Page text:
Macular degeneration is a medical term that applies to any of several disease syndromes which involve a gradual loss or impairment of eyesight due to cell and tissue degeneration of the yellow macular region in the center of the retina. Age-related macular degeneration (AMD) is the most common form of this type of disease. Lutein serves important roles in vision to help filter ultraviolet wavelengths of light to prevent damage to the eye lens and macula. Lutein has been shown to have significant potential in the prevention of age-related macular degeneration (AMD), the leading cause of irreversible blindness among Americans age 65 and older. Lutein helps build macular pigment density, a critical factor in the health of the macula and the retina. Lutein acts as a natural sunshade, protecting the eye from too much light. Blue light, which has the shortest wavelength on the visible spectrum, is especially damaging to the eye and can cause photo-oxidation in the macula. This can lead to lipid peroxidation, which is toxic to the retina.

In addition to playing pivotal roles in ocular health, lutein and zeaxanthin are important nutrients for the prevention of cardiovascular disease, stroke, and lung cancer. They may also be protective in skin conditions attributed to excessive ultraviolet (UV) light exposure. Lutein and zeaxanthin inhibit lipid peroxidation, a likely factor in the etiology of both retinal and cardiovascular disease. Lutein and zeaxanthin can inhibit thickening of the walls of carotid arteries and LDL-induced migration of monocytes to human artery cell walls. Skin exposure to UV rays generates reactive oxygen species, inflammation in skin cells, and erythema. Lutein and zeaxanthin may prevent cellular damage in these conditions by quenching singlet oxygen or neutralizing photosensitizers. Intake of dietary antioxidants, including lutein and zeaxanthin, reduces this inflammatory response, as carotenoids are poor absorbers of UV light.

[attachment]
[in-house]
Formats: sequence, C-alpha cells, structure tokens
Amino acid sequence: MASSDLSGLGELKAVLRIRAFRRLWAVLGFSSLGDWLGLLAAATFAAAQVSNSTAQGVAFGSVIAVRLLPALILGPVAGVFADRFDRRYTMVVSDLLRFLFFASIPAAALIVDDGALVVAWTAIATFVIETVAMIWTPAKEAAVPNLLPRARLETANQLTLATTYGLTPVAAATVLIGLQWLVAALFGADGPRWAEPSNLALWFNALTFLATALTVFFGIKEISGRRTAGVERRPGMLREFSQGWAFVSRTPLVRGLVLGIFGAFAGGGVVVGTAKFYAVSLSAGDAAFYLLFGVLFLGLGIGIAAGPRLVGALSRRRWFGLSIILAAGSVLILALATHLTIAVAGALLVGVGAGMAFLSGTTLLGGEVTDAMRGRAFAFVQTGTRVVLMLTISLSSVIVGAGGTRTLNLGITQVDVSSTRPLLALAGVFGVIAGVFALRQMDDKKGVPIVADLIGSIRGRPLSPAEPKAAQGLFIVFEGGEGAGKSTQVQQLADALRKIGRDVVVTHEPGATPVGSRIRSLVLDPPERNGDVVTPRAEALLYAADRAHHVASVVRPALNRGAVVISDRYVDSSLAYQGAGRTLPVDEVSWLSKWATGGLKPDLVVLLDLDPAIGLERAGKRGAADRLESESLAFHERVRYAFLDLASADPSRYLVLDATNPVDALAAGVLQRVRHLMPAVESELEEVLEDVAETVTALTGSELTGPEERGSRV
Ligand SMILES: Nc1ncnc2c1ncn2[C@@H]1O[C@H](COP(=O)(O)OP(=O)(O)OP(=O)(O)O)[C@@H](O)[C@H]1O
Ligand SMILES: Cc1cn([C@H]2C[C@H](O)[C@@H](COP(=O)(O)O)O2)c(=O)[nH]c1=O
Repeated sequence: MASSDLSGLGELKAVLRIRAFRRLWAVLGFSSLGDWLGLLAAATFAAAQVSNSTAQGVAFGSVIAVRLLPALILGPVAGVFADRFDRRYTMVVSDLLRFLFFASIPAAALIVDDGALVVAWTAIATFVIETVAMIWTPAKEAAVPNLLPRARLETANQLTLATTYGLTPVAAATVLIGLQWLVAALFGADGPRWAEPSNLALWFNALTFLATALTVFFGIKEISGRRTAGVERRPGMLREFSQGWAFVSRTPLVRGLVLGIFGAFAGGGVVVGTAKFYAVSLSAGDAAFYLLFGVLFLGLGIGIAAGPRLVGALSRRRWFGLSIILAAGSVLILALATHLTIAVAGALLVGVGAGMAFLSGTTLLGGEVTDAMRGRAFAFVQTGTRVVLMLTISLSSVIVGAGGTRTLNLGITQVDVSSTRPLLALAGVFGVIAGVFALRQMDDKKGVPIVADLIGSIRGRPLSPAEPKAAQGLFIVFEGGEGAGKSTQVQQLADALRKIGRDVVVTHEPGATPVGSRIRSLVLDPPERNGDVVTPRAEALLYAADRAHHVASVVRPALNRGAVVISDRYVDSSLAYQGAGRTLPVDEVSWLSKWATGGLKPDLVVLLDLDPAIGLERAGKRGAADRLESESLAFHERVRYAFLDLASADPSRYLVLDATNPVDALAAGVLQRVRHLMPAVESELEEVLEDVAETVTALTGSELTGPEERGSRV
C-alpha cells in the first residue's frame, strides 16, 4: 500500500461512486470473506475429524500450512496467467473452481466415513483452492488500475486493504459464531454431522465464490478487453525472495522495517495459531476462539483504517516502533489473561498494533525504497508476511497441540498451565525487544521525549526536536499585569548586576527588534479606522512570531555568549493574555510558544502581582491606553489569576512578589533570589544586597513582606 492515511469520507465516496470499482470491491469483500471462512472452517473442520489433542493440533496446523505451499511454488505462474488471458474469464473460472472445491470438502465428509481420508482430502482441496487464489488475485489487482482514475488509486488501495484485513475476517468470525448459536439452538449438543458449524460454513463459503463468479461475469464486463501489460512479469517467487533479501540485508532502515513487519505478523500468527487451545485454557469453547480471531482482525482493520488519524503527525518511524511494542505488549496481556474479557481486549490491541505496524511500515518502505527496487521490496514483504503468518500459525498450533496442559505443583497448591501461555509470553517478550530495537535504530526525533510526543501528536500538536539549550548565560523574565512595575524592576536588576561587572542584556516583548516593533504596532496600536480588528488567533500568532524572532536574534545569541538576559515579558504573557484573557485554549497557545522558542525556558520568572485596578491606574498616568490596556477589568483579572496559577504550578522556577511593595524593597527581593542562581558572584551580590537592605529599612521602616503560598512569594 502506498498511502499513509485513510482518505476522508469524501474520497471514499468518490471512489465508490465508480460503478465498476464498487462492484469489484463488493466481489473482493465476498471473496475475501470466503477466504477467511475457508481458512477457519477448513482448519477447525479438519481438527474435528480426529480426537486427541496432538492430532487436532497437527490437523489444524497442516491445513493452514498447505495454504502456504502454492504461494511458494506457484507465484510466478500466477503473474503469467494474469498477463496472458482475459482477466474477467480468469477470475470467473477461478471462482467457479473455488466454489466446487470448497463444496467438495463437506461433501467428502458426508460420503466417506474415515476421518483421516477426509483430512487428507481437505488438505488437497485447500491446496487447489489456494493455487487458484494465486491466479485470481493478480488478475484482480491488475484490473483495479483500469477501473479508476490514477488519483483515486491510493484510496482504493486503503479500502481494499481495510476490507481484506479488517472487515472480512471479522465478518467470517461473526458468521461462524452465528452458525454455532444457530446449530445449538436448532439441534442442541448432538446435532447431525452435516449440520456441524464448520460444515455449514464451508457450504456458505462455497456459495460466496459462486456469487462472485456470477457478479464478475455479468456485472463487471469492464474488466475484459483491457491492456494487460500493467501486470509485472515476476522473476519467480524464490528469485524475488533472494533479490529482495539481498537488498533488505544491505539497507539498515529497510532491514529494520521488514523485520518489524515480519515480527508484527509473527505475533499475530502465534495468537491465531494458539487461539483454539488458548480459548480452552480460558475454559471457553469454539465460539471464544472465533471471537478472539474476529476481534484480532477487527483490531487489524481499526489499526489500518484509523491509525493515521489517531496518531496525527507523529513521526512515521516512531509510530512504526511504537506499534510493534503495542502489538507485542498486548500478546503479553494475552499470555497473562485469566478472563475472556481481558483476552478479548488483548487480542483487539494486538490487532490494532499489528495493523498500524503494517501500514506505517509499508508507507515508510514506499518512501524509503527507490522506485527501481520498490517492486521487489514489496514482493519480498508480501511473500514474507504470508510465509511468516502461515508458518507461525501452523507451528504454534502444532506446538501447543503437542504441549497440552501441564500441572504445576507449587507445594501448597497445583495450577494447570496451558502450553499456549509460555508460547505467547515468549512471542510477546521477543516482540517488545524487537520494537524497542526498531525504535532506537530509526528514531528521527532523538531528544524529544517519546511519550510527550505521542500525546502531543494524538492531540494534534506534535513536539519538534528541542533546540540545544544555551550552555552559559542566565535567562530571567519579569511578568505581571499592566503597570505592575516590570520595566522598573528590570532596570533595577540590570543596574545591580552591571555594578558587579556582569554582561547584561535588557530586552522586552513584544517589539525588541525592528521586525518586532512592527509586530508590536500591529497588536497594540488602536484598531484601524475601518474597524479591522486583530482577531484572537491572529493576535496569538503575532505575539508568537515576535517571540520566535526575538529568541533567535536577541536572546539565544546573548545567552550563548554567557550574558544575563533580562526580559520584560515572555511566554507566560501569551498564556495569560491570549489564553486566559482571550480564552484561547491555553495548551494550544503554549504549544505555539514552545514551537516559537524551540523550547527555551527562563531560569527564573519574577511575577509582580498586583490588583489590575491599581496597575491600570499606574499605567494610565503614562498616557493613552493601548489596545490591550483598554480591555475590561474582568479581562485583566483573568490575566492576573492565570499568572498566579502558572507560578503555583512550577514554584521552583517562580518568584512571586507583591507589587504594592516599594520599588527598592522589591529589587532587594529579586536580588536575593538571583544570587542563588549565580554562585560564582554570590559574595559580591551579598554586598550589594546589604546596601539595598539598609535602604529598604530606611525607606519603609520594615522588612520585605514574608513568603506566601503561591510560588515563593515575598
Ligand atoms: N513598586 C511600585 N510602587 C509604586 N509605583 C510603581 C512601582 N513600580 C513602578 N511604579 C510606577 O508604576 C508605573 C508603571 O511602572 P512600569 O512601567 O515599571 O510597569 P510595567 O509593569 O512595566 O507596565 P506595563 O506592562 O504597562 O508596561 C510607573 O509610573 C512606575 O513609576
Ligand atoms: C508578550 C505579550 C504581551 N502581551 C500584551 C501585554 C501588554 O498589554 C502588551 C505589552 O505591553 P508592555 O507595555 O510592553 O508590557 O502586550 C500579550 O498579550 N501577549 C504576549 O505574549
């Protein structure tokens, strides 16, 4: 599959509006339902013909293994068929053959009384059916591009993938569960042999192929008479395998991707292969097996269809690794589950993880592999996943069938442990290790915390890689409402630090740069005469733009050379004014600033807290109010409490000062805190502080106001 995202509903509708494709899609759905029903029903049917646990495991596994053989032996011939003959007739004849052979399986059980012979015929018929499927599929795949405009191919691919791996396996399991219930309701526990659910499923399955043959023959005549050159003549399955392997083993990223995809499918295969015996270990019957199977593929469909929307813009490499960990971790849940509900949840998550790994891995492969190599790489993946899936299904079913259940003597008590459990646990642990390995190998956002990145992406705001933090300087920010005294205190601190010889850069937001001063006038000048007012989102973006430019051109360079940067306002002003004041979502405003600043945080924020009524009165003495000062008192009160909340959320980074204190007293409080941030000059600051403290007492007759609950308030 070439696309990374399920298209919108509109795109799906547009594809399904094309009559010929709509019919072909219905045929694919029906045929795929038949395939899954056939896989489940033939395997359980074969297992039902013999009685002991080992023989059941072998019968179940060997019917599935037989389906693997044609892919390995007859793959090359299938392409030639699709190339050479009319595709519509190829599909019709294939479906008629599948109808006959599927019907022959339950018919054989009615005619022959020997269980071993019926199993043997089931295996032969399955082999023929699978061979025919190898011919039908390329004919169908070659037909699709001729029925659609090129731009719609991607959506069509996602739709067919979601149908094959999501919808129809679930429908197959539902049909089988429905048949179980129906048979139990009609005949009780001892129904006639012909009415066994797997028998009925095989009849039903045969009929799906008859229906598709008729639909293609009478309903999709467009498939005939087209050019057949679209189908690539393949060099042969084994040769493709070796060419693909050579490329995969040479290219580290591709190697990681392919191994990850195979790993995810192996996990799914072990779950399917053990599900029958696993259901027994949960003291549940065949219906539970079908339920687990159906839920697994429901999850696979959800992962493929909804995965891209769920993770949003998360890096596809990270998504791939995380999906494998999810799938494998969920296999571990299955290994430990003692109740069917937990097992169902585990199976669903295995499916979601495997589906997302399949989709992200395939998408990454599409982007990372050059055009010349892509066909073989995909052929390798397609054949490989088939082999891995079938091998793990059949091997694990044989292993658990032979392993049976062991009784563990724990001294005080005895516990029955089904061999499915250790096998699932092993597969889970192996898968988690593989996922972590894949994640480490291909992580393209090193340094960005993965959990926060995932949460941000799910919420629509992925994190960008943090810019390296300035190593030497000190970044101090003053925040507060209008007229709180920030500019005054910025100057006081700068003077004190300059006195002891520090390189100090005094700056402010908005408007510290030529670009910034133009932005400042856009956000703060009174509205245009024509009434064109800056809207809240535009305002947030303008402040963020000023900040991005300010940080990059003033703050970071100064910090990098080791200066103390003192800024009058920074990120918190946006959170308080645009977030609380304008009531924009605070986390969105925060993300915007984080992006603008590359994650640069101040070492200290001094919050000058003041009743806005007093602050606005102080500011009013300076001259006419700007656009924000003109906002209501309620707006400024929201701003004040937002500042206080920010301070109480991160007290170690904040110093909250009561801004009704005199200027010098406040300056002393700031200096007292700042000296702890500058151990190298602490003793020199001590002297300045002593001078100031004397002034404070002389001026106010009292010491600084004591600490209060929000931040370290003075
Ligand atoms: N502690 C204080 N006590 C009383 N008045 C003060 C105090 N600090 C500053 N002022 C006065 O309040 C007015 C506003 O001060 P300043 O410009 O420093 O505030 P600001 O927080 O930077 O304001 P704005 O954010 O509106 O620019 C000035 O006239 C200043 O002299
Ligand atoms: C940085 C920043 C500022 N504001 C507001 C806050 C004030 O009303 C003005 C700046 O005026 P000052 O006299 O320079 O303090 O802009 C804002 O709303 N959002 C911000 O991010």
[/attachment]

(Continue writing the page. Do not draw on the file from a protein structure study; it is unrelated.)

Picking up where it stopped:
Sources of lutein and zeaxanthin


Lutein can be found in the chromoplasts of flowers, fruits and roots (such as, but not limited to, carrots and yellow potatoes). Lutein is typically present in plant chromoplasts as long chain fatty esters, typically diesters, of acids such as palmitic and myristic acids, e.g. lutein dipalminate, lutein dimyristate and lutein monomyristate. Lutein and zeaxanthin is abundant in a number of yellow/orange fruits and vegetables such as mango, papaya, peaches, prunes, acorn squash, winter squash, and oranges. Egg yolks are the richest source and also contain a large amount of zeaxanthin. Although lutein and zeaxanthin may be obtained from certain fruits and vegetables, the isolation of lutein from extracts of marigold flowers and zeaxanthin from berries of Lycium Chinese Mill (LCM berries) proves to be most economical. In Marigold flowers lutein is the major carotenoid and is normally accompanied by about 3-6% zeaxanthin; in LCM berries zeaxanthin is the major carotenoid and is completely free from lutein. In both of these plants, lutein and zeaxanthin are esterified with fatty acids such as lauric, myristic, and palmitic acids.

 

Dosage and administration


While no recommended daily allowance currently exists for lutein as for other nutrients, positive effects have been seen at levels of 6 mg/day. Individuals who consumed between 6 mg and 12 mg of lutein per day in their diets were less likely to develop cataracts, macular degeneration, and colon cancer. Lutein, in supplemental form, should be taken with fat-containing food to improve absorption.